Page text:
Maybe I’m wrong, but I don’t recall Jesus ever using that approach. He didn’t debate science, run for political office, or lead demonstrations. It seems to me that He was more interested in changing hearts, one person at a time.
Don’t get me wrong. I’m not saying that we shouldn’t be an influence on our culture. But it’s a matter of influence, not control. It’s a matter of people being drawn to Christ by our love, not by our ability to debate. Very few people are argued into relationship with Christ.
Recently, I saw an online essay on the subject of creation and evolution. It was posted by a pastor I highly respect. But in this case, I sensed what I thought was a needlessly confrontational tone. It bothered me, so I posted a response. Others chimed in, representing many different opinions.
In the end, what was remarkable, was not the debating points won by different viewpoints, but the many ways in which the conversation turned from confrontational debate, to constructive dialogue. (On the Internet, no less!) I had to agree with many of the participants, including the original author of the essay, that this was something of a miracle. It was an illustration of what can happen when we choose to dialogue, rather than debate.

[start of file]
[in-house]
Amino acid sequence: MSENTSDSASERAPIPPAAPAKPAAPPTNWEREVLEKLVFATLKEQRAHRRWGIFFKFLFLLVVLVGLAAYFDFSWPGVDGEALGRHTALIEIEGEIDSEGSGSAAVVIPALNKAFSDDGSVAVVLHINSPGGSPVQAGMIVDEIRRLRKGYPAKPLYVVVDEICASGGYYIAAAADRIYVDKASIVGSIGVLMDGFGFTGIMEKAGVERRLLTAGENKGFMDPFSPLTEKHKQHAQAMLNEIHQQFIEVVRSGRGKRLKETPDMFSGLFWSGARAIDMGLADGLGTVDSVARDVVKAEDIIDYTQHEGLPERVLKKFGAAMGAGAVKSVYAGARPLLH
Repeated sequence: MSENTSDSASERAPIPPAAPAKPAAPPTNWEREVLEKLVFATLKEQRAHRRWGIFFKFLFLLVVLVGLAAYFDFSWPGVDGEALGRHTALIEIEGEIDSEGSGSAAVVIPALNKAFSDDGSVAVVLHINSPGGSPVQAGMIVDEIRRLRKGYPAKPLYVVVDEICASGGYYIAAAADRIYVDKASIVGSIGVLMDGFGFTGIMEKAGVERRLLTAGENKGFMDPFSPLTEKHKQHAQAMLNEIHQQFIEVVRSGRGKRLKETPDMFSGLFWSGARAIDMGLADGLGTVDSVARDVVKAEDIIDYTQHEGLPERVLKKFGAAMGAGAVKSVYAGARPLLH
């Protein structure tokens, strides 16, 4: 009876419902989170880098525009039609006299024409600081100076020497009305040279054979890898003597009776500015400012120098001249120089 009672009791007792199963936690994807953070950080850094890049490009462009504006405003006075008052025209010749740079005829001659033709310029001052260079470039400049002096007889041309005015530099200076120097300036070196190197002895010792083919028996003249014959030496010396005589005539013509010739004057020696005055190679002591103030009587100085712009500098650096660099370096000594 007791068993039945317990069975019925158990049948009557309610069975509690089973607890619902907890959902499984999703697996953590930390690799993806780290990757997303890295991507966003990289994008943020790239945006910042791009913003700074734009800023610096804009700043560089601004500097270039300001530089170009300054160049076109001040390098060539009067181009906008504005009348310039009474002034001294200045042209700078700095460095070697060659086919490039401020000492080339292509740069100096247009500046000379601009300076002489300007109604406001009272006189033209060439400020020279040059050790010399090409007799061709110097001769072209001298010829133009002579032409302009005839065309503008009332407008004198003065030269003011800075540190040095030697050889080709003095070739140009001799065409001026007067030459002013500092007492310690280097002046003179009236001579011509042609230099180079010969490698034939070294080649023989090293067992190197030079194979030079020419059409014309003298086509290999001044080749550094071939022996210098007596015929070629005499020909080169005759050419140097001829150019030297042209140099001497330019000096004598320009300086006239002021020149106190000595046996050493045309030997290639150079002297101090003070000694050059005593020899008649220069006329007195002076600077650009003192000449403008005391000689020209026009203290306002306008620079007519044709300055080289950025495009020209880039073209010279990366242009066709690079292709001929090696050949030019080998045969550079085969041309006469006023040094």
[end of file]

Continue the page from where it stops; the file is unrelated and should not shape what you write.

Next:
While not every participant changed their tone, many did. I was privileged to be part of that conversation, and invite you to read it for yourself (the link is posted below). Notice the different approaches, and pay attention to how people are consistently pushed away by debate, but drawn in and changed by dialogue. You’re not likely to change your opinion on creationism or evolution by reading this conversation, but I hope you will at least pick up some pointers about how to turn a discussion of a “hot button” topic into meaningful dialogue.
Jesus called us to be “fishers of men”, not hunters.
And if you want to fish, you first have to cut debate.
Here is the link to the conversation: